Active recall is a principle of efficient learning, which claims the need to actively stimulate memory during the learning process. It contrasts with passive review, in which the learning material is processed passively (e.g. by reading, watching, etc.).
Active recall exploits the psychological testing effect and is very efficient in consolidating long-term memory. Research revealed that it is the quickest, most efficient, and effective way to study written materials, at least for factual and problem-solving tests. Aside from passive review, it is said to be better than mindmapping and note-taking since it is extremely efficient for committing details and ideas into one's memory.
Note cards or Flash Cards are the best way to use active recall. The problem is the time it takes to create note cards and that is where Student Review can help. Here are some facts and studies done to support active recall.
Karpicke and Janell R. Blunt (2011) questioned whether elaborative studying with concept mapping or retrieval-heavy studying was more effective. 200 Subjects who had studied various scientific concepts using more retrieval techniques did 50% better than the other group when tested a week later on their comprehension and ability to infer. Retrieval-heavy studiers performed better than concept-mappers in every measured way, even on questions requiring the creation of concept maps. Thus, they concluded that retrieval techniques aid learning more than elaborative studying. Karpicke believes the next step is to discover better ways to use retrieval in learning.
McDaniel et al. (2009) came up with the 3R (read-recite-review) method for learning from textbooks. They conducted two experiments that compared the 3R strategy to rereading and note-taking ones. Their results from one of the experiments showed that 3R improved both immediate and delayed (one week) free recall of information. The other one involved more complexity, and its results showed 3R studiers did better than those who reread and as well as note-takers, though the note-takers studied for longer than the 3R group.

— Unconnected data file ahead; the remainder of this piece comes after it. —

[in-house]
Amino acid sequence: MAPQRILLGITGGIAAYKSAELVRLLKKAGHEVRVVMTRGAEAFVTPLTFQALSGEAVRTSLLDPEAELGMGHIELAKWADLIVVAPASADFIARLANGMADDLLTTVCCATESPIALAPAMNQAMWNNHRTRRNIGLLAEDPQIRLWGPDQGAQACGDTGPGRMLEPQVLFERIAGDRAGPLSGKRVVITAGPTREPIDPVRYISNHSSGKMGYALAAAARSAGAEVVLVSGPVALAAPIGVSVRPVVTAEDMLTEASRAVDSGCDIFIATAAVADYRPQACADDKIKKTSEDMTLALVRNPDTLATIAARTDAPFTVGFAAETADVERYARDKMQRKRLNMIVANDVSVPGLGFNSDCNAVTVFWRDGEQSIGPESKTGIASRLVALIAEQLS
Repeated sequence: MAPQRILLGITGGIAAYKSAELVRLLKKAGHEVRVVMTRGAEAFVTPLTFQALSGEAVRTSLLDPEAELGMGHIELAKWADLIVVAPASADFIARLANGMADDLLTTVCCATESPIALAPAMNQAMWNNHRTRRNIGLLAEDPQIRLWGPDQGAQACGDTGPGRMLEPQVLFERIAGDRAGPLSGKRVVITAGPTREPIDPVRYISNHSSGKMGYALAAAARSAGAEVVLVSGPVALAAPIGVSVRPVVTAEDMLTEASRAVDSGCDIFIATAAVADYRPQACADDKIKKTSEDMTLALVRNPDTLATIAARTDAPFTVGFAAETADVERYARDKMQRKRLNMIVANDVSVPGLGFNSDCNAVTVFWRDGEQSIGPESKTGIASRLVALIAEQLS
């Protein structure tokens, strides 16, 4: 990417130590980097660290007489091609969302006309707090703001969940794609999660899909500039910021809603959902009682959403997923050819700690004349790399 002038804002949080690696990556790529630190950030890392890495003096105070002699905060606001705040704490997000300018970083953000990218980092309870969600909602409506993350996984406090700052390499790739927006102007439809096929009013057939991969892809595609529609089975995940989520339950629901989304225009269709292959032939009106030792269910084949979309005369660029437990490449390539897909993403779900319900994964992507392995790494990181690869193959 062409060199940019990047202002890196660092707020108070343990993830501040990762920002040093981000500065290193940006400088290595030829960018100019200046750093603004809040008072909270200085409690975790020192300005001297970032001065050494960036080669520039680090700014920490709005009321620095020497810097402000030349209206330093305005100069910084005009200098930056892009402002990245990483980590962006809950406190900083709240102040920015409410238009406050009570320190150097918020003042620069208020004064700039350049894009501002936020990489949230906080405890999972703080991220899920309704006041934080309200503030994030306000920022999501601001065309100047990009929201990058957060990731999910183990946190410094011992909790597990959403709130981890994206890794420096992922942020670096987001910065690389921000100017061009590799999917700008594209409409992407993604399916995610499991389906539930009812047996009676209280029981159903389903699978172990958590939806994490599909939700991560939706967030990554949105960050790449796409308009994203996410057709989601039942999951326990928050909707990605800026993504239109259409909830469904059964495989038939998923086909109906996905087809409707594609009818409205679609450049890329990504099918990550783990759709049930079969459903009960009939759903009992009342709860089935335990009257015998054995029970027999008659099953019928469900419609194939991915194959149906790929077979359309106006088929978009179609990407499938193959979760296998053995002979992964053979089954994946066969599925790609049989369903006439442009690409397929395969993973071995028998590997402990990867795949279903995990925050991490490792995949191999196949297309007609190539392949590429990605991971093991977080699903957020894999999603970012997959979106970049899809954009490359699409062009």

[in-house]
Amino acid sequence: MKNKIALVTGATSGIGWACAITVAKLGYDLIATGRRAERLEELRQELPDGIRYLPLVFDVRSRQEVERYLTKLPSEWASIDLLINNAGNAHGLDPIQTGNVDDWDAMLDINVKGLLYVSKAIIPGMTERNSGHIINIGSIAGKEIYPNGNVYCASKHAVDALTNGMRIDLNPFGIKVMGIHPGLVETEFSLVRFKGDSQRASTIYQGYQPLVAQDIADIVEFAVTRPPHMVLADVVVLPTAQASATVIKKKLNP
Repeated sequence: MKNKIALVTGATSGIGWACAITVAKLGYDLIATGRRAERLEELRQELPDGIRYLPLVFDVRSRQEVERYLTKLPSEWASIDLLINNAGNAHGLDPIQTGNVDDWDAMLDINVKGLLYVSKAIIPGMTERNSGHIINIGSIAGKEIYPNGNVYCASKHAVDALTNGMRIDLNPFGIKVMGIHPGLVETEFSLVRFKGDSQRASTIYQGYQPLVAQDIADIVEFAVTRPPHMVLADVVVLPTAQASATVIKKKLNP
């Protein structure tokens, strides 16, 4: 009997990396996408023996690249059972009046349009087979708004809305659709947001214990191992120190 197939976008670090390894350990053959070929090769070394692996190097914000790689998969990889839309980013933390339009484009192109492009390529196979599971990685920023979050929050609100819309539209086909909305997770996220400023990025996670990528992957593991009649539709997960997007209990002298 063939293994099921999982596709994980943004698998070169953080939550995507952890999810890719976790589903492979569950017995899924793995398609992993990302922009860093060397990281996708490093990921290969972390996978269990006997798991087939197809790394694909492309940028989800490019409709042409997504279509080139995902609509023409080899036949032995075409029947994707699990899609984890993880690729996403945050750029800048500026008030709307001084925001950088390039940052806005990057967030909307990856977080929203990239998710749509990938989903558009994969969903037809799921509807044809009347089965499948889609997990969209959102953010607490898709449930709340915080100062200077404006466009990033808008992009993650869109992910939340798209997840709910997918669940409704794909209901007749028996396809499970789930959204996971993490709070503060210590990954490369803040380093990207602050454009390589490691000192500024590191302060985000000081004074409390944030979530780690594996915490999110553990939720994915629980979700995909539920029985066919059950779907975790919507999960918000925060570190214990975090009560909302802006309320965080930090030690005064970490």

Thus there is much support that active recall is better than rereading text for enhancing learning. In fact, Karpicke, et al. (2009) believe that students get "illusions of competence" from rereading their notes and textbook. One reason for this illusion is that the text contains all the information, so it is easy to glance over it and feel as if it is known well, when that is not the case at all. Better put: in the text, the cue and corresponding target are both present, which is not the case during testing. The results of their study showed that retrieval as a study strategy is rare among students. They prefer to reread instead.
Some critics of active recall claim that using retrieval techniques only improves learning a specific response. However, Karpicke et al. (2009) and Butler (2010) proved that at the very least, information is better remembered.
Passive review is the opposite of active recall, in which the learning material is processed passively
For example, to improve memory through passive review, an individual may read a text today; to not forget it, it is repeated tomorrow and then 4 days later and then 8, 16, 32, 64, etc., days later .
I also used practice tests to help with memorization although the feature from Quizlet is flawed due to either duplicate answers or no brainer answers because the rest of the answers don't make sense.
Student Review will have a way to make outlines and notecards without typing or writing and be able to test you over that information. Stay tuned...